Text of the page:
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Esher Church of England High School

Esher Church of England High School

Esher Learning Trust

Frequently Asked Questions about SEND


I think my child has dyslexia, can you test for dyslexia in school?

No unfortunately not, dyslexia can only be diagnosed by an educational psychologist or a person who holds a Level 7 specialist teacher qualification. In school, we are able to use a test called the Lucid Exact which will look at a range of areas linked to reading, processing and writing. These results can prove useful in understanding whether your child may have a specific learning difficulty (SpLD) like dyslexia. Typically if a child has a SpLD, they will have a spiky profile showing high ability in an area such as comprehension but low ability in another area such as reading speed or spelling. However, it is important to note this does not confirm or dispute a diagnosis. Helen Arkell is a dyslexia charity which can provide specialist support.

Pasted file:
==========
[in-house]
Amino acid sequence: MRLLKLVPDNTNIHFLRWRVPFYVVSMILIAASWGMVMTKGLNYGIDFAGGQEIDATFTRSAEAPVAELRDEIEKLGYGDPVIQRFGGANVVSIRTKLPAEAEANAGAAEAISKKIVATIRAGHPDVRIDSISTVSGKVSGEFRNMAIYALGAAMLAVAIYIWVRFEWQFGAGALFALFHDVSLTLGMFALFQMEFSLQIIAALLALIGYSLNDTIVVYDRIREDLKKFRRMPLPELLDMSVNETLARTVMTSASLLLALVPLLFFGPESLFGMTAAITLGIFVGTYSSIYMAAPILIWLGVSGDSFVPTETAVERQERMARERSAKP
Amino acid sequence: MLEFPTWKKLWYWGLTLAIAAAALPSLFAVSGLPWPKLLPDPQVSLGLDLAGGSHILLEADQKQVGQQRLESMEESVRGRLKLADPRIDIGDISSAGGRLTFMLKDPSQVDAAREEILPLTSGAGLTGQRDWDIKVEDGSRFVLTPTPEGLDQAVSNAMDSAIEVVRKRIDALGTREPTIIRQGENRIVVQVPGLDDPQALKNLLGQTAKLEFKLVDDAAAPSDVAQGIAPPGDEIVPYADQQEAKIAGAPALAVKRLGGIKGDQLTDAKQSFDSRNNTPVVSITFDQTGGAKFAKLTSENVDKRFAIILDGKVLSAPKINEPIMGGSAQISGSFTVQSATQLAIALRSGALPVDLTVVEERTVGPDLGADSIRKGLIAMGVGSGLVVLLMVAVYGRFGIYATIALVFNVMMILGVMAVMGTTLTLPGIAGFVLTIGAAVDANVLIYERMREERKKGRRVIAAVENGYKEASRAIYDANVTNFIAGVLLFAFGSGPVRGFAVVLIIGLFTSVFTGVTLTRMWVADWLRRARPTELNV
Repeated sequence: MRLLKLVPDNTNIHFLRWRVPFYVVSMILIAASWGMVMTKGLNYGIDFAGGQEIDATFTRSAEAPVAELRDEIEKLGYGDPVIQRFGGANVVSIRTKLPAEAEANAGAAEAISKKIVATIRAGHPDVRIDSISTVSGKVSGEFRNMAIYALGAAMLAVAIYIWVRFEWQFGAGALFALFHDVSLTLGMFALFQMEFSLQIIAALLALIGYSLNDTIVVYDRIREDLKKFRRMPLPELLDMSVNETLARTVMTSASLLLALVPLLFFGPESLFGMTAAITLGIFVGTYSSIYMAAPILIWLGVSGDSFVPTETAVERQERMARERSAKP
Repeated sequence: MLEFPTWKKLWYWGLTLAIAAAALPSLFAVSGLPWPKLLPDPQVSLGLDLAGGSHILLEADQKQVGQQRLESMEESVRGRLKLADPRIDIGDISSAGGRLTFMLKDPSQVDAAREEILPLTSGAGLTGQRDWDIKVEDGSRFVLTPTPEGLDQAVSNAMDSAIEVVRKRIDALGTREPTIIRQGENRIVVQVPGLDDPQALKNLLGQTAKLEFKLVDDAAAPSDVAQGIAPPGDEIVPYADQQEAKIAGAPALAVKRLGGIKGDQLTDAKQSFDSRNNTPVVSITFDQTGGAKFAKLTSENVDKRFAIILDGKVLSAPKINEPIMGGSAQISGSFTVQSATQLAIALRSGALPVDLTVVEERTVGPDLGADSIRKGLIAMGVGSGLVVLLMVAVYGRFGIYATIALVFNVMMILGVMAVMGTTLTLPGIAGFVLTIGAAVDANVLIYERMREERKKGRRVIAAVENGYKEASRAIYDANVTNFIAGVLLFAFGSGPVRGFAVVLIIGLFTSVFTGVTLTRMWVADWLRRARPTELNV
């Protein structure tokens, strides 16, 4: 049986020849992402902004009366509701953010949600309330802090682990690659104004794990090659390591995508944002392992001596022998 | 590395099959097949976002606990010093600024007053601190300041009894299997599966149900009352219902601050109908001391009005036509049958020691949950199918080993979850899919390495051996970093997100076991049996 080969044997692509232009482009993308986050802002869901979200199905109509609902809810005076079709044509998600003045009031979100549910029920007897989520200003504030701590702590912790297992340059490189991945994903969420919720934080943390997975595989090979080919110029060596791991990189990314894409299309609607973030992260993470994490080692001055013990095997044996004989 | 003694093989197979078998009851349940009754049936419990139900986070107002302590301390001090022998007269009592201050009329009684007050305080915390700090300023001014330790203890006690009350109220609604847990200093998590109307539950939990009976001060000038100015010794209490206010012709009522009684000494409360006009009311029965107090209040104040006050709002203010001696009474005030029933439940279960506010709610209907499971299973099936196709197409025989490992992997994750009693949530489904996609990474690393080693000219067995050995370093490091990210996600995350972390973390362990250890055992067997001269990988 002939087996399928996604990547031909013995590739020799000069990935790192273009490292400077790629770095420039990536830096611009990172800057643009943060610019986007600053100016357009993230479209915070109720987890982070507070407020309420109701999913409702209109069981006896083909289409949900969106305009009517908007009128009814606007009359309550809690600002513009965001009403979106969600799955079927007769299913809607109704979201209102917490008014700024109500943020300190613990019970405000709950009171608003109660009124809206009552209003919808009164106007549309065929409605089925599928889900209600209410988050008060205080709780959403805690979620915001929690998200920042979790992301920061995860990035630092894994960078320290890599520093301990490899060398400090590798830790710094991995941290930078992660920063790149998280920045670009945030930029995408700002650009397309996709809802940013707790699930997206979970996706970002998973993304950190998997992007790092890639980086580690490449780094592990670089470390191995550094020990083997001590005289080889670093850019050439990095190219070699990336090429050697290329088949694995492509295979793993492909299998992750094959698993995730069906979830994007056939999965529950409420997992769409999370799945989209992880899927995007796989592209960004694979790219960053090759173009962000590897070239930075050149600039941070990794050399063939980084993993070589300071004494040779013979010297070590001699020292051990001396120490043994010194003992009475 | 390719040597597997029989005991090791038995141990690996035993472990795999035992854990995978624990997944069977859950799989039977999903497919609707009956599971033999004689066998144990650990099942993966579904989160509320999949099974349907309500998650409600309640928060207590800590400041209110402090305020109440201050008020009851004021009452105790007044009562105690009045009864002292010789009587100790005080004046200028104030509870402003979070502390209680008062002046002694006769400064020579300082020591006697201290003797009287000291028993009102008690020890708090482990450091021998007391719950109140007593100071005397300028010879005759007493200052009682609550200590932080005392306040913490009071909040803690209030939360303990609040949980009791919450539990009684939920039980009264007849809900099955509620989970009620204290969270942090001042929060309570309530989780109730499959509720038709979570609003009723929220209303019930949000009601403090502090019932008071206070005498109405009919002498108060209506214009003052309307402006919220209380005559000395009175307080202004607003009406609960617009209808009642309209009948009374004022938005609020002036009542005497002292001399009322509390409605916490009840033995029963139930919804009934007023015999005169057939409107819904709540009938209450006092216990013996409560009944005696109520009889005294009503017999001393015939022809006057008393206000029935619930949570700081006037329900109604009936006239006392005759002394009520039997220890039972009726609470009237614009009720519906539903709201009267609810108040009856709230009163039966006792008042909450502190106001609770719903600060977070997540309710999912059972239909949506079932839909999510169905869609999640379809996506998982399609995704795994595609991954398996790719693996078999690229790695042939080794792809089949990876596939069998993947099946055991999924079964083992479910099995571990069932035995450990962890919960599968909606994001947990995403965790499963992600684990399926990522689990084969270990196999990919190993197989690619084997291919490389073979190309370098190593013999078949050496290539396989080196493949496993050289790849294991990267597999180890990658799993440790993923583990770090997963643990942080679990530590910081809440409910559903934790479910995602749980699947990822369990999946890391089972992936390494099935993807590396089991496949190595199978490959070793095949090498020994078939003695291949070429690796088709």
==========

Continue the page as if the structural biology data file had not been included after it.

I am going to get my child assessed for dyslexia, should I speak with the school first?

Absolutely. It is important that concerns are shared with the school. It is also particularly important if you are hoping to get a dyslexia diagnosis to provide evidence for exam access arrangements. Please ensure your child’s form tutor, HOY and the SENCo are made aware.

My child has a diagnosis of dyslexia, do they get extra time?